HR Capability and Capacity

Simon says: “Too many business leaders and executives still view HR as a non-strategic cost center instead of a core, profit-contributing function. One of the most common complaints about HR, is that many professionals lack the forward thinking, strategic advisory focus needed to be an effective business partner. They don’t spend the time to understand the business they support and focus more on transactional HR activities that don’t have the impact the business desires. HR must be focused on becoming a trusted advisor to their business, to empower managers to drive improved organizational performance.”

Key # 1: Systems Thinking and Action

The first key to enhance HR performance resides is mastering systems thinking and action. Instead of operating within a narrow band of vertical expertise, such as compensation, recruitment, or labour relations, HR now needs to function with the big picture in mind.

This requires a holistic view, not just of the components, but of how they interact and affect each other. For example, a large organization launched a succession plan, putting in place talent identification and development systems. However, they had not considered talent deployment. Therefore, upon graduation, candidates had “nowhere to go” to apply their newly minted skills. A year later, most of them had left the corporation, in search of opportunities. All the effort and money invested in talent identification and development was lost, as a result of a poorly conceptualized system. Unfortunately, such mistakes are common occurrences. We are currently going through a “trial and error” phase, with high failure rates. It is definitely more difficult to operate at a systemic level. But we have to learn, and do so quickly.

Generating system-wide, consistent deliverables will require massive infrastructure re-designs, new collaboration frameworks, as well as engaging a variety of stakeholders with diverse interests and assets. HR can play a leading role in this transformation, if it plays its cards right.

Best Practice

However, many ground-breaking best practices are sprouting all across the country:

  • In 2009, The Alberta Government’s Housing First initiative set up a plan to eradicate homelessness over 10 years. After diagnosing the situation, they built a business case, from a social, as well as a financial perspective. They then consulted relevant stakeholders, adopted a framework, and started implementing. Since its inception, Housing First has provided homes for 4,000 people, with an 80% success rate. This means that 80% manage to stay off the streets, eventually transitioning from totally assisted, to partially assisted, to autonomous housing. For more information about this stellar initiative visit: Moreover, Housing First is delivered through a variety of third-party agencies. This requires alignment to a common vision and approach, as well as allowing for regional differences. Watch this moving testimonial about the project:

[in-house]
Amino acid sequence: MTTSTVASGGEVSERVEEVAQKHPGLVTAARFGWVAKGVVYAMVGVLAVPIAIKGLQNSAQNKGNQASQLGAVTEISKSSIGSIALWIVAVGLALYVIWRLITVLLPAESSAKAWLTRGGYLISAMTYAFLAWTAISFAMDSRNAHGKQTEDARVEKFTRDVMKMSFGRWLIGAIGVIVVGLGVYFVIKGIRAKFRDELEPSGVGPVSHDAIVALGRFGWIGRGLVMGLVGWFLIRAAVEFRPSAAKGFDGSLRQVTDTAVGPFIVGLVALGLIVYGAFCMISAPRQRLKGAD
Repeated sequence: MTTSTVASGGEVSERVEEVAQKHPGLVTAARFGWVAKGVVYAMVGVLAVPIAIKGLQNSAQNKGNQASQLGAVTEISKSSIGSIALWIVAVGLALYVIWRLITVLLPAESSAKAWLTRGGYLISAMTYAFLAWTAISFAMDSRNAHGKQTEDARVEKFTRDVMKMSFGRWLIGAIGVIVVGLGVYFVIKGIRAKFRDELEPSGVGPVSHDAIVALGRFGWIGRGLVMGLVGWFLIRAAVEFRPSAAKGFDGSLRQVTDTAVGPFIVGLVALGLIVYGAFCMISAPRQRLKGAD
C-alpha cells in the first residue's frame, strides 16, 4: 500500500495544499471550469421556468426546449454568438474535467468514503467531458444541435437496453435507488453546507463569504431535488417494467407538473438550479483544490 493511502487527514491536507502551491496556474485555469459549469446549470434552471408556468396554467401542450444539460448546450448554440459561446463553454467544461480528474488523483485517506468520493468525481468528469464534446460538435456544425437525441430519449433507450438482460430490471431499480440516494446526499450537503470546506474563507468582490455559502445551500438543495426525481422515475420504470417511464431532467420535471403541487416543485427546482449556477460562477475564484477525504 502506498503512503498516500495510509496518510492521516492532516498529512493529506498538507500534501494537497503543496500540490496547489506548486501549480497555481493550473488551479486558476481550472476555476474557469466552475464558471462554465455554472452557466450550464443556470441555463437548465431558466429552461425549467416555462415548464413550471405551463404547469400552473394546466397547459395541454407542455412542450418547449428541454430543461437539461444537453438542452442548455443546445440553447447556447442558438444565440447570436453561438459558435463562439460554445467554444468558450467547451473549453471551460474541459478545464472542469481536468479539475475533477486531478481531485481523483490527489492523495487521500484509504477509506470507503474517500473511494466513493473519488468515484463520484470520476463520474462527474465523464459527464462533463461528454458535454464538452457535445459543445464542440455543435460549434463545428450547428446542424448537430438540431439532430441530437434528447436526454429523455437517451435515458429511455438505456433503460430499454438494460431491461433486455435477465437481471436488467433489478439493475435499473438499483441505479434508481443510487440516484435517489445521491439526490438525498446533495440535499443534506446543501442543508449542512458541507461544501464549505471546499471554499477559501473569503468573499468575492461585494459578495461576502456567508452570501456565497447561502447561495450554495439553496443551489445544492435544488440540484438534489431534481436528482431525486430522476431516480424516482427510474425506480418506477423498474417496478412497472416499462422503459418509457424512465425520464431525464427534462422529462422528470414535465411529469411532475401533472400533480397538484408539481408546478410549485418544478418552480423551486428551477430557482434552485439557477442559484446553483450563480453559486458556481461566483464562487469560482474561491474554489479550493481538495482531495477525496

• B.C.’s Shuswap Lake Accord: The region was becoming very popular, resulting in too much unplanned development, with negative consequences such as water pollution and untreated sewage. Wanting to protect the entire lake basin, the four levels of government (Federal, Provincial, First Nations, and Municipal) got together to create an integrated planning process. Finding there was no precedent to emulate, they crafted their own strategy, enabling governments and agencies to work together in an integrative, cohesive, strategic manner (see;

Key # 2: Innovation

The second key to enhance HR performance resides in innovation. Every country is responsible for creating its own wealth. Natural resources are finite, therefore, not a reliable vehicle to sustainable prosperity. Only pervasive innovation provides a lasting, renewable advantage. This means going beyond wishful thinking such as “We should innovate more!”, to a system that drives innovation through the system. It also means going beyond isolated occurrences, such as a new product invented by a lone ranger entrepreneur, to consistent and abundant innovation in all sectors and regions. Therefore, achieving pervasive innovation requires:

  • Solid, widespread infrastructures to produce, pilot, implement, distribute, and embed innovation in all systems, fostering sustainable adoption.
  • A radical change of culture and priorities.
Best Practice

Australia implemented a National Innovation Policy in 2005, complete with a strategic plan comprising clear goals and metrics for each sector and region. Below are some compelling excerpts from the first page of the Executive Summary, Powering Ideas: An Innovation Agenda for the 21st Century:

  • “Innovation is the key to making Australia more productive and competitive.”
  • Innovation “will keep people in work today and generate jobs for the future.”
  • “Our capacity for innovation and discovery depends on the strength or our national innovation system. This is the system we use to harness the creativity of our people.”
  • “Genius is wasted if you can’t capture it and apply it to the real world.”
  • “Our aim is to make innovation a way of life.”

Of course, much of the innovation capacity depends on research and development’s (R&D) effectiveness. Therefore, Australia harmonized R&D activities across the post-secondary system. Institutions are grouped in pods, according to their areas of expertise (engineering, science, medicine etc…), and allocated funds to conduct research in a strategic and coordinated manner, to generate leading edge innovation in the targeted areas.